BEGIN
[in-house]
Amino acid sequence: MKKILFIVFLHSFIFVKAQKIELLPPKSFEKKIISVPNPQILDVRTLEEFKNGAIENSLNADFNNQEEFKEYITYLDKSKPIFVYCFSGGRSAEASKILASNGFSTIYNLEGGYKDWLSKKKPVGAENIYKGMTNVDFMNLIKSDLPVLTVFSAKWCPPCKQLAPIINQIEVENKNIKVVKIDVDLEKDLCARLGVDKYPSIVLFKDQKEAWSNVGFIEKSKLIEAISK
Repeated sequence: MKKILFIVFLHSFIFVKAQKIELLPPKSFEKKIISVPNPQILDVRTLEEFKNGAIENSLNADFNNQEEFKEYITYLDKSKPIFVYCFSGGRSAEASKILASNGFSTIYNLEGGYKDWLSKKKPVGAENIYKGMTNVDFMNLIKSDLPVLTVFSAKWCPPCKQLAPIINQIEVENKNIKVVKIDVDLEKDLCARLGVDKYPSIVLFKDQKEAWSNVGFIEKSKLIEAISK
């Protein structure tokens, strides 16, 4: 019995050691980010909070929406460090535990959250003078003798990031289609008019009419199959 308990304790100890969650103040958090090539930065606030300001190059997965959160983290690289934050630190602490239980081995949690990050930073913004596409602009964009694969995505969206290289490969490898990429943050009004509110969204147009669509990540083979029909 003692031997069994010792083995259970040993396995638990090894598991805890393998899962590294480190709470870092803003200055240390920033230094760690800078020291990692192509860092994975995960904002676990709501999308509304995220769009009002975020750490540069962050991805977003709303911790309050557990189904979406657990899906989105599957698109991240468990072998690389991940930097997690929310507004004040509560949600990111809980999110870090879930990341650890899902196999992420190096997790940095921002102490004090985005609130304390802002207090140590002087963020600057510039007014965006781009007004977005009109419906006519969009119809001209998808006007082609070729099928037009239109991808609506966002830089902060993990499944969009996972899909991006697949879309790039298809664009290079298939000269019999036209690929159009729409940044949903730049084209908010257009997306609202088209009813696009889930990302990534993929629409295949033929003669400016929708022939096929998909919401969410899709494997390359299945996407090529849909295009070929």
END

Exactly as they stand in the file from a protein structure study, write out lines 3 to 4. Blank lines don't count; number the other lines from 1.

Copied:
Repeated sequence: MKKILFIVFLHSFIFVKAQKIELLPPKSFEKKIISVPNPQILDVRTLEEFKNGAIENSLNADFNNQEEFKEYITYLDKSKPIFVYCFSGGRSAEASKILASNGFSTIYNLEGGYKDWLSKKKPVGAENIYKGMTNVDFMNLIKSDLPVLTVFSAKWCPPCKQLAPIINQIEVENKNIKVVKIDVDLEKDLCARLGVDKYPSIVLFKDQKEAWSNVGFIEKSKLIEAISK
């Protein structure tokens, strides 16, 4: 019995050691980010909070929406460090535990959250003078003798990031289609008019009419199959 308990304790100890969650103040958090090539930065606030300001190059997965959160983290690289934050630190602490239980081995949690990050930073913004596409602009964009694969995505969206290289490969490898990429943050009004509110969204147009669509990540083979029909 003692031997069994010792083995259970040993396995638990090894598991805890393998899962590294480190709470870092803003200055240390920033230094760690800078020291990692192509860092994975995960904002676990709501999308509304995220769009009002975020750490540069962050991805977003709303911790309050557990189904979406657990899906989105599957698109991240468990072998690389991940930097997690929310507004004040509560949600990111809980999110870090879930990341650890899902196999992420190096997790940095921002102490004090985005609130304390802002207090140590002087963020600057510039007014965006781009007004977005009109419906006519969009119809001209998808006007082609070729099928037009239109991808609506966002830089902060993990499944969009996972899909991006697949879309790039298809664009290079298939000269019999036209690929159009729409940044949903730049084209908010257009997306609202088209009813696009889930990302990534993929629409295949033929003669400016929708022939096929998909919401969410899709494997390359299945996407090529849909295009070929």